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Public Statements

Hearing of the Telecommunications and the Internet Subcommittee of the House Energy and Commerce Committee - Advancing the DTV Transition

By:
Date:
Location: Washington, DC


Federal News Service June 2, 2004 Wednesday

Copyright 2004 The Federal News Service, Inc.
Federal News Service

June 2, 2004 Wednesday

LENGTH: 20838 words

HEADLINE: HEARING OF THE TELECOMMUNICATIONS AND THE INTERNET SUBCOMMITTEE OF THE HOUSE ENERGY AND COMMERCE COMMITTEE SUBJECT: ADVANCING THE DTV TRANSITION: AN EXAMINATION OF THE FCC MEDIA BUREAU PROPOSAL

CHAIRED BY: REPRESENTATIVE FRED UPTON (R-MI)

WITNESSES:

W. KENNETH FERREE, CHIEF, MEDIA BUREAU, FEDERAL COMMUNICATIONS COMMISSION; EDWARD O. FRITTS, PRESIDENT AND CHIEF EXECUTIVE OFFICER, NATIONAL ASSOCIATION OF BROADCASTERS; ROBERT SACHS, PRESIDENT AND CHIEF EXECUTIVE OFFICER, NATIONAL CABLE & TELECOM ASSOCIATION; RICHARD DALBELLO, PRESIDENT, SATELLITE BROADCASTING & COMMUNICATIONS ASSOCIATION;

GARY SHAPIRO, PRESIDENT AND CHIEF EXECUTIVE OFFICER, CONSUMER ELECTRONICS ASSOCIATION;

GLORIA TRISTANI, MANAGING DIRECTOR, OFFICE OF COMMUNICATION, THE UNITED CHIEF OF CHRIST, INC.; THOMAS LENARD, SENIOR FELLOW AND VICE PRESIDENT FOR RESEARCH, THE PROGRESS & FREEDOM FOUNDATION

LOCATION: 2123 RAYBURN HOUSE OFFICE BUILDING, WASHINGTON, D.C.

BREAK IN TRANSCRIPT
Mr. Walden.

REP. GREG WALDEN (R-OR): I'll reserve my time for questions, Mr. Chairman.

BREAK IN TRANSCRIPT
REP. GREG WALDEN (R-OR): Thank you very much, Mr. Chairman.

Mr. Ferree, one of the issues that I've heard from broadcasters when it comes to getting signals allowing distant signals in the market where there isn't digital penetration of adequate level, the problem exists in some rural communities that a lot of their audience in the market is actually served by translators. Can you update me on where the FCC is in filling that gap so that translators can actually broadcast digitally and when would broadcasters be able to take advantage of that?

MR. FERREE: Sure. Happy to do that, Congressman. We have an ongoing proceeding on low power TV and translator. The transition for those stations as well, we expect to resolve that this summer, hopefully at the July agenda meeting. And in terms of the transition time for those stations, it has to be congruent of course with whatever we do for the full power stations, whether this plan or something like it is adopted or not. And at the same time, we're trying to make it as financially un-burdensome on the translator and low power TV station as possible. So we're balancing those concerns. But the issue-the item should be resolved this summer.

REP. WALDEN: But obviously there are markets where this is a major problem?

MR. FERREE: Yes, sir.

REP. WALDEN: And do you think that the rulemaking you've entered into, not this one but the one before us today, sufficiently provides time for that transition, given the fact that broadcaster couldn't today go file an application for a translator to broadcast digitally? I mean, and still meet the various deadlines that are out there?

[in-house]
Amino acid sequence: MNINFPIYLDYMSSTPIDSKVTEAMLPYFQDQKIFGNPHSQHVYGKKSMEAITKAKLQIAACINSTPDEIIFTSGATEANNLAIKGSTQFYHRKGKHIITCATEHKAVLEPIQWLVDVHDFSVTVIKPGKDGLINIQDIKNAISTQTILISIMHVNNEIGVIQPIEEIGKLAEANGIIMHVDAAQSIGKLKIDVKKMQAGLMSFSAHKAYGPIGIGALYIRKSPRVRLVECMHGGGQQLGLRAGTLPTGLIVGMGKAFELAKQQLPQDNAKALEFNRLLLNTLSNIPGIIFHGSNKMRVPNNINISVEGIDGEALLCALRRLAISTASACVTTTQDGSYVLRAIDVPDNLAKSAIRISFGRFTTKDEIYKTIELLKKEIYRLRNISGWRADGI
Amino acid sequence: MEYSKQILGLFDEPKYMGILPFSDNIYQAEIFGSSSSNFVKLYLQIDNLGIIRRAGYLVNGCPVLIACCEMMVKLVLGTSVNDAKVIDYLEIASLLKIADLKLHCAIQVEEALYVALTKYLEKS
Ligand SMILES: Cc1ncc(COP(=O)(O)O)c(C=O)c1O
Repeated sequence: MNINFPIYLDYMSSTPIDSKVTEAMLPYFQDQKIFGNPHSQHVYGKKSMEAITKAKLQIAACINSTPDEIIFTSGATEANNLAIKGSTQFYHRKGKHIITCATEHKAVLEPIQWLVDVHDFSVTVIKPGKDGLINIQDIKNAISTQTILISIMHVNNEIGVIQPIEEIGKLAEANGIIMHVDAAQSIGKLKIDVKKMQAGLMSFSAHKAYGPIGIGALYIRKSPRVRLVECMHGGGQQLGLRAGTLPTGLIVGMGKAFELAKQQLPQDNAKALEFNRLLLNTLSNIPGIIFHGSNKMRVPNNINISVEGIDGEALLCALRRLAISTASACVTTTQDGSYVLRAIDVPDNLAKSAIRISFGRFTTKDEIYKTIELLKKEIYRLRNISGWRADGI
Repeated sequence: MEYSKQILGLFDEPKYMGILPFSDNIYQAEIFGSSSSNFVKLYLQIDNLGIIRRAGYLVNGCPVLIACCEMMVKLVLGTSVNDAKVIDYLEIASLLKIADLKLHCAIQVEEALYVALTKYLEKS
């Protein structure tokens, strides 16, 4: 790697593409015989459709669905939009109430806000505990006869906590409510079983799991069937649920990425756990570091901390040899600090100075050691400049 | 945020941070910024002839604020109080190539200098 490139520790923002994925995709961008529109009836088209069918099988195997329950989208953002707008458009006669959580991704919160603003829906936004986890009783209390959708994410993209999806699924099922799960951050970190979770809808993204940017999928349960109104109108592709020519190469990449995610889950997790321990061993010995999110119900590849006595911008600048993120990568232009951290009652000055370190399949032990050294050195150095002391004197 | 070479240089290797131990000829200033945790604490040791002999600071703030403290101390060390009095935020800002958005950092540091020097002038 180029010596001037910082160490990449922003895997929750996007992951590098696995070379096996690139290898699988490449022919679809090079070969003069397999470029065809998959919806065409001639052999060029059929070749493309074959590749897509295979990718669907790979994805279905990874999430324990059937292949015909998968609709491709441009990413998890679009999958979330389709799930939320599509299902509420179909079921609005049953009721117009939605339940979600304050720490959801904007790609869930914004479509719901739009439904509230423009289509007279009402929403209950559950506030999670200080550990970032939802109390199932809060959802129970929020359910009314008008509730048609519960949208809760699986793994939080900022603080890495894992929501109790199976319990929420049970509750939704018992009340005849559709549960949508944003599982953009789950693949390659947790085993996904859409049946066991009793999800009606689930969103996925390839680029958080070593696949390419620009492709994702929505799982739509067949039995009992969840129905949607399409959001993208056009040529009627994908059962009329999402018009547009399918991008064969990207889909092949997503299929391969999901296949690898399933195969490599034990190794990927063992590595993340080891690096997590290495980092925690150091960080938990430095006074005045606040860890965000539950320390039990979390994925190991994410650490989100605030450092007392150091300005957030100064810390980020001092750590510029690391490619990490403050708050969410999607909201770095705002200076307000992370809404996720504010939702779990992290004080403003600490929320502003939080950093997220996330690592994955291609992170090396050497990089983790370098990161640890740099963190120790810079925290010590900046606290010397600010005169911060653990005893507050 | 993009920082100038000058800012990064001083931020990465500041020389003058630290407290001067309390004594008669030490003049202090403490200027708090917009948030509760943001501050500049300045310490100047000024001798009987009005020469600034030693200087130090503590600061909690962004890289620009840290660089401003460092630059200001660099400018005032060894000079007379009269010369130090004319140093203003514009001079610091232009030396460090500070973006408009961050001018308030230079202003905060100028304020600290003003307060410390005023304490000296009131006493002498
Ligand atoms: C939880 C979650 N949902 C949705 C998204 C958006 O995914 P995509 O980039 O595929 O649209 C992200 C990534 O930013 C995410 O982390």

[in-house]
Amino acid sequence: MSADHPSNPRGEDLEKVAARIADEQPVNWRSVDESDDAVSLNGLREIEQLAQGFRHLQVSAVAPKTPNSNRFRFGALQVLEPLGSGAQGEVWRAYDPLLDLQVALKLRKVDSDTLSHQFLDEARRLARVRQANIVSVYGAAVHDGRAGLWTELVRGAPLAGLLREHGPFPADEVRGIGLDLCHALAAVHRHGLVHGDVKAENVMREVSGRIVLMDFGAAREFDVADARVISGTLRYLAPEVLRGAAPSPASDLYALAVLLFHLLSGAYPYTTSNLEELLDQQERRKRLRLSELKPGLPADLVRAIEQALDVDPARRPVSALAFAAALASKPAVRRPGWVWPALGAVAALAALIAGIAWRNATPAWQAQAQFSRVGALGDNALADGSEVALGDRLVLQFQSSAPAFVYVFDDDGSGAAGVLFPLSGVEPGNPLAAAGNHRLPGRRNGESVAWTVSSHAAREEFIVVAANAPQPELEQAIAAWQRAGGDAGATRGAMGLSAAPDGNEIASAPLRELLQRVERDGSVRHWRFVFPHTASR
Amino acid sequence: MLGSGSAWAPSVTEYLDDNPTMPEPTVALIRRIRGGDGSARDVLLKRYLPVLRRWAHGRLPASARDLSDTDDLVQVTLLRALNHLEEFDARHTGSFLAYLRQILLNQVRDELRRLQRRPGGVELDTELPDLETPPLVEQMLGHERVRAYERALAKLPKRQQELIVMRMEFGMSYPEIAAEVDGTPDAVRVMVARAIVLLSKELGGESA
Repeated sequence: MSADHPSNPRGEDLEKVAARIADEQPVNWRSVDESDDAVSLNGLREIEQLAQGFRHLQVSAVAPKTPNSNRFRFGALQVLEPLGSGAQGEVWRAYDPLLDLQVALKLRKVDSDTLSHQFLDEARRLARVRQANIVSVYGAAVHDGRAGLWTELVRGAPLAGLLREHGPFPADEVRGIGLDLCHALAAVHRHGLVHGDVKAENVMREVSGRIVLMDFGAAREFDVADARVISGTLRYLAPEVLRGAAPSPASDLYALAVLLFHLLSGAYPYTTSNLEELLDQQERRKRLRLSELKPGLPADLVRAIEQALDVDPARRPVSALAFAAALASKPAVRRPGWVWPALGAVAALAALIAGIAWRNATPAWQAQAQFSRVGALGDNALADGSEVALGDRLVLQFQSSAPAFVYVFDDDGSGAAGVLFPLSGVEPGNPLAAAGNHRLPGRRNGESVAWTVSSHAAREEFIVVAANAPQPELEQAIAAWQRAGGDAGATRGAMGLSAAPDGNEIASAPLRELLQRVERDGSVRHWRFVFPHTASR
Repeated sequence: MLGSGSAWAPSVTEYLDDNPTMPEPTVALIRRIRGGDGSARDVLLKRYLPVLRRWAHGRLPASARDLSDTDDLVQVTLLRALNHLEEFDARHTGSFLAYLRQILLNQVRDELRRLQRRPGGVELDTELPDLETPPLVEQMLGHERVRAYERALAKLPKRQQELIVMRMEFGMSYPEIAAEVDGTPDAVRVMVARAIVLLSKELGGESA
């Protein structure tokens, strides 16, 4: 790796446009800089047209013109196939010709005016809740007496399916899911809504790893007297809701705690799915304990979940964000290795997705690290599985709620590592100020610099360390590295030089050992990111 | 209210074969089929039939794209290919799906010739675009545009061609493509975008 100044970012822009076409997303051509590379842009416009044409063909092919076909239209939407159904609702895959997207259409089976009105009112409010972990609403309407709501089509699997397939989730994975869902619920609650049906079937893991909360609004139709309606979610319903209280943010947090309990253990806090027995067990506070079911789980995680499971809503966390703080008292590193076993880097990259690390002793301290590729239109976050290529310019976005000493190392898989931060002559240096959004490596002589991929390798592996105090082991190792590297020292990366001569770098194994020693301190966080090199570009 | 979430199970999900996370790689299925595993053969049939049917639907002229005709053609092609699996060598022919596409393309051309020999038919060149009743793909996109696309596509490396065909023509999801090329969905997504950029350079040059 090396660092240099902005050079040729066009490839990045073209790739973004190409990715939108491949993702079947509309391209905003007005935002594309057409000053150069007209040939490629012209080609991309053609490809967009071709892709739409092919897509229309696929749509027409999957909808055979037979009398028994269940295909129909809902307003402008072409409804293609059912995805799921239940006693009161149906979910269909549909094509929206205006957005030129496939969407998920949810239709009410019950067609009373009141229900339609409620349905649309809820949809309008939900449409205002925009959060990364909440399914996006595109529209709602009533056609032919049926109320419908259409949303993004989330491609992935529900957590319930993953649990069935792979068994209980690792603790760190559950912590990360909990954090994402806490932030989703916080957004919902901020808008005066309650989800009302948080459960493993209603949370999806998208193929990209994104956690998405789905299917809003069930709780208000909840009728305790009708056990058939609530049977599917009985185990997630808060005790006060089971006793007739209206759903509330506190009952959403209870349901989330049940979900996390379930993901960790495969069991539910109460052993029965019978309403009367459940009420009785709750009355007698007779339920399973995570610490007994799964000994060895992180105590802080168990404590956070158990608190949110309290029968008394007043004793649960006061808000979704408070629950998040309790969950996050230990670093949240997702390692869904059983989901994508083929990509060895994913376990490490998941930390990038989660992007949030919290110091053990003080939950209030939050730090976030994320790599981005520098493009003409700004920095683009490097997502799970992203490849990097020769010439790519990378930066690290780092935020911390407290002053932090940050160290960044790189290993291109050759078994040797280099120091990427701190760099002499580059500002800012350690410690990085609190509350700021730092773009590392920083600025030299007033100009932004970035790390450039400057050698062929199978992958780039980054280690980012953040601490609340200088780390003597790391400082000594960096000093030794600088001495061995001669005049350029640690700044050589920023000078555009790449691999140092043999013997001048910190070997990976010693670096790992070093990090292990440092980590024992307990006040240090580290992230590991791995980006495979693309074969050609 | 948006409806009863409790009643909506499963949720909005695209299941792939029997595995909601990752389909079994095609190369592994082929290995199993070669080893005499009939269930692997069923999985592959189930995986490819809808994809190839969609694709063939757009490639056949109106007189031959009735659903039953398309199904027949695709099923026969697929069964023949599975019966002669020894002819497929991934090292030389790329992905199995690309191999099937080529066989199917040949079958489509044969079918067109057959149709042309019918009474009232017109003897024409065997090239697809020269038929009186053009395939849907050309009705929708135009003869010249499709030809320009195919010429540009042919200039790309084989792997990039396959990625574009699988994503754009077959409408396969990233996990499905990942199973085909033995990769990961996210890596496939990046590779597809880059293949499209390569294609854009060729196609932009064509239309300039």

MR. FERREE: If I understand the question, yes, I do. The timeframes we've proposed here, we think are very realistic and would result in a nationwide transition and would not lead to any kind of burden or hardship on these rural or small markets.

REP. WALDEN: Would those broadcasters be able to use the same frequency they're now broadcasting in analog in or would they have to be assigned a new frequency for their translator and how will that analog digital piece work?

MR. FERREE: Those are issues in the proceeding as well, whether-that is to say whether they could flash cut on their existing station which some would like to do or whether they will be assigned a second station to sort of make a transition the way the full power stations have. For the latter course, we really have to complete the first transition and recover some of those stations from the full power analog broadcasters if we're going to be assigning second stations to the low power TV.

REP. WALDEN: And so, if I am a broadcaster in Medford, Oregon and I rely on translators to serve a wide part of my viewing audience, if you do decide I have to get a second frequency, then what would the timeline be on application processes for those translators? Will they be subject to auction? How will that be handled? Because I know in the radio side, translator window open, translator window closed. It's probably many years before that happens again. Can you give me some sort of timeline there?

MR. FERREE: I can't give you a very precise timeline. We're aware of those concerns. Again, we've got to balance the hardship versus the get them to the end of transition as well kinds of issues. And you know, again, if we're going to assign second frequencies to those channels, we've got to complete the first transition and do the repacking that was referred to earlier.